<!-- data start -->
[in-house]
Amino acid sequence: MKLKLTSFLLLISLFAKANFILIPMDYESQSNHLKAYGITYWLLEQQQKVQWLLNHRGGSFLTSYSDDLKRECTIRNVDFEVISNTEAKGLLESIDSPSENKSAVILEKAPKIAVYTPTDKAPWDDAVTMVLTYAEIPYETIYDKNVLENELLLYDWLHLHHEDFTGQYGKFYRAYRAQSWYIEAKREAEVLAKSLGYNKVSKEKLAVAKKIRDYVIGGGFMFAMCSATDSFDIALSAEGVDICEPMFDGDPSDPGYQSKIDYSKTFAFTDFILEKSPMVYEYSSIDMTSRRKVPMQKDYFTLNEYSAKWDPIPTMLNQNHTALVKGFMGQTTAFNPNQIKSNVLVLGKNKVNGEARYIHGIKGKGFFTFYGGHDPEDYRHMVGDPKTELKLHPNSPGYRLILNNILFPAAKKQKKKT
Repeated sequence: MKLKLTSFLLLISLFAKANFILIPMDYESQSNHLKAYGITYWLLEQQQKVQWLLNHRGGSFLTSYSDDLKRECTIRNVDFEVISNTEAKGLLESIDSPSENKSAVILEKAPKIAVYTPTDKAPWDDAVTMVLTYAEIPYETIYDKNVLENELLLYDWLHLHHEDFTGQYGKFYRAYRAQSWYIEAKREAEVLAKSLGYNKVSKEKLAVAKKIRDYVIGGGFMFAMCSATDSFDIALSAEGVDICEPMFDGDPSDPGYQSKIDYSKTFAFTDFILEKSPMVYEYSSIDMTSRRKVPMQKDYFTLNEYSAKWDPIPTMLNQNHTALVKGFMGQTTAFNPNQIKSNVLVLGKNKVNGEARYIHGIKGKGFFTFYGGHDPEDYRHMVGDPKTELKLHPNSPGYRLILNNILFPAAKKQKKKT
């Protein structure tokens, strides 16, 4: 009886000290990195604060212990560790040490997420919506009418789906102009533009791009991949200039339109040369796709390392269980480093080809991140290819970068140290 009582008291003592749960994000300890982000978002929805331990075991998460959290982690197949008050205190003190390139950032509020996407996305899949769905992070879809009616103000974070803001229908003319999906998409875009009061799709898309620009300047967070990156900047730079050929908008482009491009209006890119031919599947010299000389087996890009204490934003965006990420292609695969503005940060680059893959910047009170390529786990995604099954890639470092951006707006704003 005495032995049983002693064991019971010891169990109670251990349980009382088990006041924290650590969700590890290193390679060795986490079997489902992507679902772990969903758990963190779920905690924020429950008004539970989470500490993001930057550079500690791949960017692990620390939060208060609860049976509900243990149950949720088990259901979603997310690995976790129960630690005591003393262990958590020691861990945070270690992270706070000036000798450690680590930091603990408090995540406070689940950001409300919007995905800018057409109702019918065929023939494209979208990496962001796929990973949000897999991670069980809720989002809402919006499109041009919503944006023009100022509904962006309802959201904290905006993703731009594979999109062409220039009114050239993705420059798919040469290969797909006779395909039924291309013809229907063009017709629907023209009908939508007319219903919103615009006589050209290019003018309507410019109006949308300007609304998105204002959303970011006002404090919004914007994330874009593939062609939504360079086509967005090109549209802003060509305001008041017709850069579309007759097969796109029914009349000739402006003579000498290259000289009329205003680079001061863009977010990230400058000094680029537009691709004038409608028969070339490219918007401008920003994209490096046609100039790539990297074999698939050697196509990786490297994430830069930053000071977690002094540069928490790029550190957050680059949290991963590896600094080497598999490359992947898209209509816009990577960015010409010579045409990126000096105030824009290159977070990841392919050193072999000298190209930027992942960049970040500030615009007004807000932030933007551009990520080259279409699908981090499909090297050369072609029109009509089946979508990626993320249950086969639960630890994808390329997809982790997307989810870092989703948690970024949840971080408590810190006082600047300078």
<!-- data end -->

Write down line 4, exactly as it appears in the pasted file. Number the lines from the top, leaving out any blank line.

């Protein structure tokens, strides 16, 4: 009886000290990195604060212990560790040490997420919506009418789906102009533009791009991949200039339109040369796709390392269980480093080809991140290819970068140290 009582008291003592749960994000300890982000978002929805331990075991998460959290982690197949008050205190003190390139950032509020996407996305899949769905992070879809009616103000974070803001229908003319999906998409875009009061799709898309620009300047967070990156900047730079050929908008482009491009209006890119031919599947010299000389087996890009204490934003965006990420292609695969503005940060680059893959910047009170390529786990995604099954890639470092951006707006704003 005495032995049983002693064991019971010891169990109670251990349980009382088990006041924290650590969700590890290193390679060795986490079997489902992507679902772990969903758990963190779920905690924020429950008004539970989470500490993001930057550079500690791949960017692990620390939060208060609860049976509900243990149950949720088990259901979603997310690995976790129960630690005591003393262990958590020691861990945070270690992270706070000036000798450690680590930091603990408090995540406070689940950001409300919007995905800018057409109702019918065929023939494209979208990496962001796929990973949000897999991670069980809720989002809402919006499109041009919503944006023009100022509904962006309802959201904290905006993703731009594979999109062409220039009114050239993705420059798919040469290969797909006779395909039924291309013809229907063009017709629907023209009908939508007319219903919103615009006589050209290019003018309507410019109006949308300007609304998105204002959303970011006002404090919004914007994330874009593939062609939504360079086509967005090109549209802003060509305001008041017709850069579309007759097969796109029914009349000739402006003579000498290259000289009329205003680079001061863009977010990230400058000094680029537009691709004038409608028969070339490219918007401008920003994209490096046609100039790539990297074999698939050697196509990786490297994430830069930053000071977690002094540069928490790029550190957050680059949290991963590896600094080497598999490359992947898209209509816009990577960015010409010579045409990126000096105030824009290159977070990841392919050193072999000298190209930027992942960049970040500030615009007004807000932030933007551009990520080259279409699908981090499909090297050369072609029109009509089946979508990626993320249950086969639960630890994808390329997809982790997307989810870092989703948690970024949840971080408590810190006082600047300078």